LITTLE ROCK, Ark. -- At the airport rental car counter in Little Rock, Ark., we sign for a presumably boring compact-class car in order to hold the rental rate to a minimum.
To our surprise the resultant rental vehicle, while pint-size in scale for the compact class, turns out to be anything but ho-hum boring.
Dubbed the Mazda3s 5-Door to denote a five-door format in hatchback variation of the Mazda3s 4-Door sedan from that "Zoom-Zoom" brand out of Japan, our rental unit quickly reveals itself in a drive through the convoluted Ozark Mountains of Arkansas as one cool motion machine that thinks it's a sports car.
Mazda3s 5-Door looks muscular with taut contours in a promise of spirited performance and dynamic handling traits.
It rolls on sporty P205/50R17 V-rated rubber with 17-inch alloy wheels and rides on a platform of exceptional rigidity with a broad 60-inch wheel track and long 103.9-inch wheelbase for stability.
And there's a high-revving 2.3-liter four-in-line plant under the hood which produces an unexpected kick through a short-stick manual five-speed transmission or a smooth five-speed electronic automatic with a manual-shift mode.
Building an agile little hatchback has historical precedents in Mazda's product line, tracing back as far as 1977 to a three-door subcompact hatchback called the GLC -- Great Little Car. With only 65 hp from a 1.5-liter engine directed to the rear wheels, spunky GLC was thrifty but still fun to drive.
A five-door wagon variation emerged in 1979 and continued for four subsequent years.
By 1986, Mazda had a new three-door hatchback 323 to replace the GLC, and two years later, a souped-up GTX rally car variation.
And in 1990 a generational upgrade to the 323 hatch rolled out for a run that continued through 1994.
The Protege5 of 1990 applied to a four-door sedan, followed by new renditions in 1995, 1999 and a fresh Protege5 in 2002.
But Mazda, currently linked by corporate ties to Ford Motor Company and Volvo of Sweden, borrowed a global platform developed by Volvo to underpin new compact-class vehicles. The series commenced in 2004 with the Mazda3 4-Door sedan but was soon followed by a Mazda3 5-Door hatch.
Mazda3s 4-Door and 5-Door models were redesigned in 2007 and the editions of 2008 carry more standard content in safety equipment, such as side-impact air bags and curtain-style bags.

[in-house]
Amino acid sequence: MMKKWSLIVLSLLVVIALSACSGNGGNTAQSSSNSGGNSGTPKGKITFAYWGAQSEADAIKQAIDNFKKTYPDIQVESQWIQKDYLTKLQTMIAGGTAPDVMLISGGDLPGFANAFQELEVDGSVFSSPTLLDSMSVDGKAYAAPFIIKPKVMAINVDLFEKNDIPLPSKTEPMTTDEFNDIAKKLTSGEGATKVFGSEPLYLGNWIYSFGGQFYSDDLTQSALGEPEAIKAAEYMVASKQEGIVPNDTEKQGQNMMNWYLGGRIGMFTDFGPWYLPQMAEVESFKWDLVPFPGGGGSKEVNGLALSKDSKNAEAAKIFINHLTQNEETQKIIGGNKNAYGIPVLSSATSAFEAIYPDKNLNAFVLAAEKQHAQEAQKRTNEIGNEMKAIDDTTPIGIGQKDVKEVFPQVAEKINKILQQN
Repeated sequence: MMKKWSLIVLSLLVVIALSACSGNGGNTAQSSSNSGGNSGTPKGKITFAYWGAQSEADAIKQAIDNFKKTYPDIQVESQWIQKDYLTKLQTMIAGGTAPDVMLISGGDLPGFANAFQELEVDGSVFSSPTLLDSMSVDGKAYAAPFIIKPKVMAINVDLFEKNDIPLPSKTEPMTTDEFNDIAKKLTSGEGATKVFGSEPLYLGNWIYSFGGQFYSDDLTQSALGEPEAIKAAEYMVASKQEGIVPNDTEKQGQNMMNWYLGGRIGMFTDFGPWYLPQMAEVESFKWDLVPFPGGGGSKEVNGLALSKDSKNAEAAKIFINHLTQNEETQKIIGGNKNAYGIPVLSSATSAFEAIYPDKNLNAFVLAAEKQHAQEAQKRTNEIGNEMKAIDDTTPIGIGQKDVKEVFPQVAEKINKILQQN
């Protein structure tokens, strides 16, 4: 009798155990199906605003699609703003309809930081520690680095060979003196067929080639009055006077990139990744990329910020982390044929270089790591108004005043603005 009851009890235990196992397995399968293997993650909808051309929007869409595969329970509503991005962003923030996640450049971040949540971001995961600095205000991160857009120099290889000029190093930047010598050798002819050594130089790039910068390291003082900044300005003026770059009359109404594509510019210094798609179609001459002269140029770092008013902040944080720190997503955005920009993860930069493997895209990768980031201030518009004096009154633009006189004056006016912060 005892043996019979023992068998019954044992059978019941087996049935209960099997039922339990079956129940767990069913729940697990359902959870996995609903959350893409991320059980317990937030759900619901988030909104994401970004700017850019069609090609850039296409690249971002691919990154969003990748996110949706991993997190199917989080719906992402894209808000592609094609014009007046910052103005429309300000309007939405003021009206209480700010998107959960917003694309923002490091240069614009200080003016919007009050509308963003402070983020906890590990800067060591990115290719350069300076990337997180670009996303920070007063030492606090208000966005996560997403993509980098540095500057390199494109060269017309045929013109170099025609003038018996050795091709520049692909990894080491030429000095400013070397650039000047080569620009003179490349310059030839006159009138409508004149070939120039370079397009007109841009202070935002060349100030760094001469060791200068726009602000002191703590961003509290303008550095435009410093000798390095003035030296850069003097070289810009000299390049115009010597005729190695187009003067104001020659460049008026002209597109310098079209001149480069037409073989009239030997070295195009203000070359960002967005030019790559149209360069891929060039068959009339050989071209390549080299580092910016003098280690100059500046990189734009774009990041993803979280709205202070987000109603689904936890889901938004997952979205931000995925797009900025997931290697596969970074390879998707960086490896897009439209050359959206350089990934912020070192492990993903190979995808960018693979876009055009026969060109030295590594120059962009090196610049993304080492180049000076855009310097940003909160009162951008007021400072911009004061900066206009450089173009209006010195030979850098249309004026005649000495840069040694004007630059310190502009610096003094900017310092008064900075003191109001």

Mazda3 4-Door is styled as four-door notchback sedan with two trim levels packing either a 2.0-liter four-pack (Mazda3i) or the 2.3-liter upgrade (Mazda3s).
The dual-cam 2.0-liter in-line-four nets 148 hp at 6500 rpm with 135 lb-ft of torque at 4500 rpm.
The 2.3-liter version achieves 156 hp at 6500 rpm plus torque of 150 lb-ft at 4500 rpm.
Mazda3s 5-Door pulls strictly from the larger 2.3-liter engine.
Sheetmetal designs of sedan and hatchback differ, as the 4-Door features smooth contours on a bulbous form while the 5-Door shows edgy shapes for an aggressive posture.
Mazda3s 5-Door as a long-body hatchback scores sporty aerodynamic elements, such as air dams and crisp side sills or a spoiler on the trailing edge of the roof, that disguise boxy parameters of the hatchback format.
Mazda's 5-Door also gets foglamps, low side skirts and the 17-inch wheels.
The slinky prow of 5-Door pins narrow cat-eye headlamps with multiple lenses on corners flanking a five-point grille marked by body-colored bars, with a pair of square foglamps prominent in the air dam.
Shapely sides in a monochromic treatment break for exaggerated round wheelwells as two side doors blend into the panels.
Blackened roof pillars on each side disguise the four-door format and make the hatchback seem like a little coupe with high-hiking roofline.
At the rear, corner lamps frame the bulging hatchback door. Clear glass reveals three lamps in different colors -- red for braking, white for running in reverse and amber as a signal for turning.
Inside, there's big-time cabin space magically crafted from the confines of a compact-class chassis.
And the hatchback design with a folding rear seatback (split 40/60 in two sections) forges a cargo bay with 43.8 cubic feet of space when rear seatbacks are down.
Even with all seats occupied -- two buckets up front followed by a brief bench for three -- the back bay still has 17.1 cubic feet of room.
Front seats show firm bolsters on flanks and fit in sporty fashion when you toss the car around on a wiggly route like our course across the Ozarks.
Driver's bucket makes adjustments for lumbar back support. Seat position is elevated so you sit erect in ideal position in relation to the leather-wrapped steering wheel and a shifter stick studding the center console.
Stow space shows up in thoughtful places -- a glovebox large enough to house a laptop computer or numerous CD cases, the dual-level console with built-in cupholders, or a rigid map pocket on each front door housing a bottle holder.
The dash arrangement has a large center cluster of controls for audio and climate systems, and an instrument panel shaded by the arching lid with analog gauges housed in tubular binnacles. Gauges are electroluminescent, glowing in vivid red notations.
Mazda3s 5-Door stocks hardware for sporty handling, beginning with the rigid platform and a suspension system that's independent at each wheel using MacPherson struts up front and a multi-link design in back. Front dampers get specific tuning for fast steering response and to diminish the understeer factor of a front-wheel-drive (FWD) vehicle.
Steering uses a rack and pinion device controlled by electro-hydraulic power assistance and brakes consist of ventilated discs up front and solid discs in back.
Mazda3s 4-Door and 5-Door carry convenience gear like power controls for windows and door locks, air conditioning, a leather-wrapped steering wheel and six-speaker audio kit.
MSRP figures for the 2008 Mazda3s 5-Door spread in a range from $17,925 to $21,145.